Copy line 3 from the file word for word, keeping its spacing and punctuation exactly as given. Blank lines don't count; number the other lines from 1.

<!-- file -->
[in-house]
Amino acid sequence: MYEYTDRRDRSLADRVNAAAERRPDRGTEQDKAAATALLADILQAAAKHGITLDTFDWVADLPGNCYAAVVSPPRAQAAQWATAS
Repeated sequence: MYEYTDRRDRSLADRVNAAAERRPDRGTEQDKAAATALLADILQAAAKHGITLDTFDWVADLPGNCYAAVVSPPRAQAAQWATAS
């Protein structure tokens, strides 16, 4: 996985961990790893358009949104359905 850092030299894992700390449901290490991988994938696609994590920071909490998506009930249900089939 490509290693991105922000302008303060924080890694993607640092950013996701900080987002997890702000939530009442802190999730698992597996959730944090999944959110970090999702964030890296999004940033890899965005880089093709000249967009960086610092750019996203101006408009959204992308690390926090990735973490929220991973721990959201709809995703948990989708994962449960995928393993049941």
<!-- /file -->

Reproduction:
Repeated sequence: MYEYTDRRDRSLADRVNAAAERRPDRGTEQDKAAATALLADILQAAAKHGITLDTFDWVADLPGNCYAAVVSPPRAQAAQWATAS